Shortly after the introduction of the first lockdown measures, scholars already specifically expressed concerns that such measures may result in bodyweight gain.1 2 Although initial evidence suggests that these concerns are justified (for reviews, see Bennett et al3 and Khan et al4), results of the work hitherto conducted should be interpreted with caution for multiple reasons. First, most earlier studies were cross-sectional or retrospective,3 4 which makes estimates of bodyweight change prone to recall bias.5 Second, existing studies have drawn almost exclusively on non-probability samples,3 4 and consequently results cannot be generalised.6 7 Third, only few studies have explored potential gender differences in the bodyweight implications of the measures to contain the COVID-19 pandemic. This is unfortunate because, as described in further detail later, such differences may be expected given the central role of stress in the presumed mechanism linking measures to contain the COVID-19 pandemic to changes in bodyweight.

The current study assesses the impact of the measures to contain the COVID-19 pandemic on the bodyweight of working-age women and men in the Netherlands. It extends existing work on the links between the implementation of lockdown measures and bodyweight change (1) by adopting a prospective approach, (2) by drawing on data from a random national sample and (3) by acknowledging that the bodyweight implications of lockdown measures may differ between women and men.

Background and hypotheses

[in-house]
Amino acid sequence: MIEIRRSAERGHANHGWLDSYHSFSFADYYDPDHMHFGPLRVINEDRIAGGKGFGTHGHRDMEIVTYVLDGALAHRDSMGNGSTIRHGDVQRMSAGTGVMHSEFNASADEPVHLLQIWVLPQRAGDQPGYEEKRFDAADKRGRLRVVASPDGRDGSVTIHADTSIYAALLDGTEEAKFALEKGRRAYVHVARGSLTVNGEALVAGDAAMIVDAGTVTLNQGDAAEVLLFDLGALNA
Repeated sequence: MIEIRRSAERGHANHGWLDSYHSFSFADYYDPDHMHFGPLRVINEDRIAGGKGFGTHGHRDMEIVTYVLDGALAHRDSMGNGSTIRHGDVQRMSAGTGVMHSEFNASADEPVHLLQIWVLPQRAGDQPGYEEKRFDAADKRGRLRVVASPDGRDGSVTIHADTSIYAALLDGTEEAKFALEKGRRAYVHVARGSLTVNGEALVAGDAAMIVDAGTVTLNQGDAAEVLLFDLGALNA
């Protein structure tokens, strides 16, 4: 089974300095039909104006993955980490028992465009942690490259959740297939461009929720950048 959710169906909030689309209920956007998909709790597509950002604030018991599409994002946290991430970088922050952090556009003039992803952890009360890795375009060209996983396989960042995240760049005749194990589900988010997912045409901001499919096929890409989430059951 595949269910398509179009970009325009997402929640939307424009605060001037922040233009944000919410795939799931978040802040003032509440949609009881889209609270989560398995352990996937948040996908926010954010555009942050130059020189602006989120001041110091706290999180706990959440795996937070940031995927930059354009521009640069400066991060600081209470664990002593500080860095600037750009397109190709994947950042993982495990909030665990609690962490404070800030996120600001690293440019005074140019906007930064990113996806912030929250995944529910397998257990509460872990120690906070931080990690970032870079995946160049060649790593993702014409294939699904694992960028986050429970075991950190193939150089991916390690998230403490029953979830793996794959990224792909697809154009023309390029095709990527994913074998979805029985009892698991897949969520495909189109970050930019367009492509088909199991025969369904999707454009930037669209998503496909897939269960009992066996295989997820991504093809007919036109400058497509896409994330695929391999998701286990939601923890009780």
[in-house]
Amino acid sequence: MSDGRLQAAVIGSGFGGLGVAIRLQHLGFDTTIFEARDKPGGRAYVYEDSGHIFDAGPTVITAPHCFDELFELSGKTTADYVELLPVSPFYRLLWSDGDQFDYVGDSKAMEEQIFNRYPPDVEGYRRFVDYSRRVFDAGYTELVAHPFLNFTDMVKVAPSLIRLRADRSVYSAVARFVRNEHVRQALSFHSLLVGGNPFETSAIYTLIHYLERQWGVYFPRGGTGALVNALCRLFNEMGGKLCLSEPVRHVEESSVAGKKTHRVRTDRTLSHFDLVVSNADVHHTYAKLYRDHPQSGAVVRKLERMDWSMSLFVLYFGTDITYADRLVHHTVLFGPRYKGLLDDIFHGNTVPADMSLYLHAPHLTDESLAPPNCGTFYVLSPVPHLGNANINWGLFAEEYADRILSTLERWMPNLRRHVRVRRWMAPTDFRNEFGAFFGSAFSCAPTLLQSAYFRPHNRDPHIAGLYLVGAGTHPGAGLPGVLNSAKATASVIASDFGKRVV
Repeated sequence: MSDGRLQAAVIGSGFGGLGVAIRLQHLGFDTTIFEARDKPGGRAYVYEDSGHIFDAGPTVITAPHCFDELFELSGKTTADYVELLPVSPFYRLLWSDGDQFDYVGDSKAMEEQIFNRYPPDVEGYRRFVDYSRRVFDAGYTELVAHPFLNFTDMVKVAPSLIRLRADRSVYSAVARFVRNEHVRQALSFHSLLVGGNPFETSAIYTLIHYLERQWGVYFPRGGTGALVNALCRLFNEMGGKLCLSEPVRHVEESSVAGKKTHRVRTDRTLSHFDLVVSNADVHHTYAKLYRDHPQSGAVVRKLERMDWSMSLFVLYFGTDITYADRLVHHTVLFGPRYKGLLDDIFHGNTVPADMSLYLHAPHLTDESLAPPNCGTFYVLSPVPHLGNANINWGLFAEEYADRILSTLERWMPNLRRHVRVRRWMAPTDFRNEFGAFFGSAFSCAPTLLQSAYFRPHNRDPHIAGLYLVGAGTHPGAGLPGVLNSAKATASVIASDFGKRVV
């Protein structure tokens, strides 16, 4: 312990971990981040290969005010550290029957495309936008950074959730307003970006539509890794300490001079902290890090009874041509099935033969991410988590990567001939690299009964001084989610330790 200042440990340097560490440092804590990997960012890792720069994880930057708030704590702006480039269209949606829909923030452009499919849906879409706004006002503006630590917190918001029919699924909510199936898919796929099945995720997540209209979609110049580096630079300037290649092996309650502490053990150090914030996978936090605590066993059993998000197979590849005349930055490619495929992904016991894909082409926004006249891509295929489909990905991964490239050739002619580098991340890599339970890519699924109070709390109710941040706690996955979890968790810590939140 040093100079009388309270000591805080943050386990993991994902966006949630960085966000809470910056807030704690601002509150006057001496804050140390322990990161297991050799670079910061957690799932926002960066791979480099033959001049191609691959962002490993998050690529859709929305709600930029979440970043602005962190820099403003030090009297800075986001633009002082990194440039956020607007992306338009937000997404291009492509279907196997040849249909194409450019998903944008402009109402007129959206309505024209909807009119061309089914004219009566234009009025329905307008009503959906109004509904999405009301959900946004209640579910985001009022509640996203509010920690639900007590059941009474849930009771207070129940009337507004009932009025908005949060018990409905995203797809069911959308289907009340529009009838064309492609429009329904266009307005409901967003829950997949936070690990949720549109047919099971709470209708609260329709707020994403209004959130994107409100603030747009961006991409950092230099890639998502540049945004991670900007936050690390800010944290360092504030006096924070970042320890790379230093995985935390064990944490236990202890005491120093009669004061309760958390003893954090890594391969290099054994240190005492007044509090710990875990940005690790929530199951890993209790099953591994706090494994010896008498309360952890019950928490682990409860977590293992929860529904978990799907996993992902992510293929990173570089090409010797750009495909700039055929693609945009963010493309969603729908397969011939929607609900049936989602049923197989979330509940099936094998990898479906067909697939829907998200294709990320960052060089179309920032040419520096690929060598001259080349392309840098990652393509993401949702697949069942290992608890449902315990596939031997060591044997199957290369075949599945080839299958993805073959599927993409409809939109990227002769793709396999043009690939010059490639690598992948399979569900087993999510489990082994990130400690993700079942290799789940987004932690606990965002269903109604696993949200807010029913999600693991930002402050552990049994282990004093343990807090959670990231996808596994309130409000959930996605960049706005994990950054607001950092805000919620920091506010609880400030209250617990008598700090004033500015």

In March 2020 the Dutch government announced the first general measures to contain the COVID-19 pandemic. Mid-March, the Netherlands went into a so-called intelligent lockdown that included closure of gastronomy, schools and sports clubs, and a travel ban. The government also made an urgent appeal to work from home whenever possible. These measures were extended through April. During the months of May and June, the previously taken lockdown measures were relaxed somewhat and the testing policy got expanded. Over the course of July and August, the number of new COVID-19 cases started rising again, but no new measures were taken yet. At the end of September, however, the Dutch government decided that, because of the rising number of infections, additional measures were needed again and a second lockdown was announced in October 2020. Measures of the first intelligent lockdown were reintroduced. On top of this, non-essential shops had to close. The second lockdown was extended until early 2021. During this period, wearing masks in public places became mandatory and a curfew was introduced. Measures remained in place until February 2021, when the implemented lockdown measures started gradually being relaxed. In response to rising infection rates and the emergence of the SARS-CoV-2 Omicron variant, restrictive measures were reimplemented from November 2021 onwards, and a complete lockdown, including closures of non-essential shops, was announced mid-December. It is important to note that rules and urgent guidelines regarding hygiene, keeping distance, group formation and working from home as much as possible had continuously remained in place since March 2020 and were emphasised time and again by the government.